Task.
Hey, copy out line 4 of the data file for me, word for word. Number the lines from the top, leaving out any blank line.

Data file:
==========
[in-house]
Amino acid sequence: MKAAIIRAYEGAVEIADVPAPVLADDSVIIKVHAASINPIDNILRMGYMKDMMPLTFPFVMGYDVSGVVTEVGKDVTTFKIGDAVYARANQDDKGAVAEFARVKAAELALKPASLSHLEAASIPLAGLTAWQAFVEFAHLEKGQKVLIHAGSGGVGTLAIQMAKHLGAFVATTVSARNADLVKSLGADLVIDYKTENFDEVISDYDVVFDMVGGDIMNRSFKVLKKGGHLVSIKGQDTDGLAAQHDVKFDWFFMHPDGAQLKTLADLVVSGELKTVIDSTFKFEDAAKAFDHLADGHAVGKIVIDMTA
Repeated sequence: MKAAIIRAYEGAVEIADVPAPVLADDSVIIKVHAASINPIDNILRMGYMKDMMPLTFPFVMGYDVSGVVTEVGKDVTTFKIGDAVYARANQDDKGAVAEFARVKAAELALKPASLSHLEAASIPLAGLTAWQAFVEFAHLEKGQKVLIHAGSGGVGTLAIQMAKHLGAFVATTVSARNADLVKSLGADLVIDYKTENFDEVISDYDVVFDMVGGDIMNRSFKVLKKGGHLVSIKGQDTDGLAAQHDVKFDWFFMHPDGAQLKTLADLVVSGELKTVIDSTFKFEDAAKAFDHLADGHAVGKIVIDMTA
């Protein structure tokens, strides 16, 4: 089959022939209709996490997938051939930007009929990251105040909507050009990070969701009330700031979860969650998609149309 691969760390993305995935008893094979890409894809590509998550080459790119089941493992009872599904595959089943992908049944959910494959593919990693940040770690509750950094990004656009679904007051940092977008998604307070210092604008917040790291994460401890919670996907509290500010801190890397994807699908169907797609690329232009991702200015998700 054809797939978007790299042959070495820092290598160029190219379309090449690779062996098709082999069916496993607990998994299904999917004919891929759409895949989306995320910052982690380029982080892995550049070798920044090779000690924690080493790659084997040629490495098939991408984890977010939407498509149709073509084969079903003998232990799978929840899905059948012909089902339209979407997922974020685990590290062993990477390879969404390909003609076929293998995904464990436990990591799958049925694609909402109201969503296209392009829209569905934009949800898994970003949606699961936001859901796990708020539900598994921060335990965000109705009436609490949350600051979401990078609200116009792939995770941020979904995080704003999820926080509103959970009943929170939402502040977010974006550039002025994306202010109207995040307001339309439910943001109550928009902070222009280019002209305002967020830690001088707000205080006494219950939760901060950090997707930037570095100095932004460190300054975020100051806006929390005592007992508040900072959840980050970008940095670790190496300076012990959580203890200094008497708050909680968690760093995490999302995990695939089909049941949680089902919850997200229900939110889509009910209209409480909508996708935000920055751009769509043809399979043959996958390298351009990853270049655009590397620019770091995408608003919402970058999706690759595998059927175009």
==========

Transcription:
């Protein structure tokens, strides 16, 4: 089959022939209709996490997938051939930007009929990251105040909507050009990070969701009330700031979860969650998609149309 691969760390993305995935008893094979890409894809590509998550080459790119089941493992009872599904595959089943992908049944959910494959593919990693940040770690509750950094990004656009679904007051940092977008998604307070210092604008917040790291994460401890919670996907509290500010801190890397994807699908169907797609690329232009991702200015998700 054809797939978007790299042959070495820092290598160029190219379309090449690779062996098709082999069916496993607990998994299904999917004919891929759409895949989306995320910052982690380029982080892995550049070798920044090779000690924690080493790659084997040629490495098939991408984890977010939407498509149709073509084969079903003998232990799978929840899905059948012909089902339209979407997922974020685990590290062993990477390879969404390909003609076929293998995904464990436990990591799958049925694609909402109201969503296209392009829209569905934009949800898994970003949606699961936001859901796990708020539900598994921060335990965000109705009436609490949350600051979401990078609200116009792939995770941020979904995080704003999820926080509103959970009943929170939402502040977010974006550039002025994306202010109207995040307001339309439910943001109550928009902070222009280019002209305002967020830690001088707000205080006494219950939760901060950090997707930037570095100095932004460190300054975020100051806006929390005592007992508040900072959840980050970008940095670790190496300076012990959580203890200094008497708050909680968690760093995490999302995990695939089909049941949680089902919850997200229900939110889509009910209209409480909508996708935000920055751009769509043809399979043959996958390298351009990853270049655009590397620019770091995408608003919402970058999706690759595998059927175009």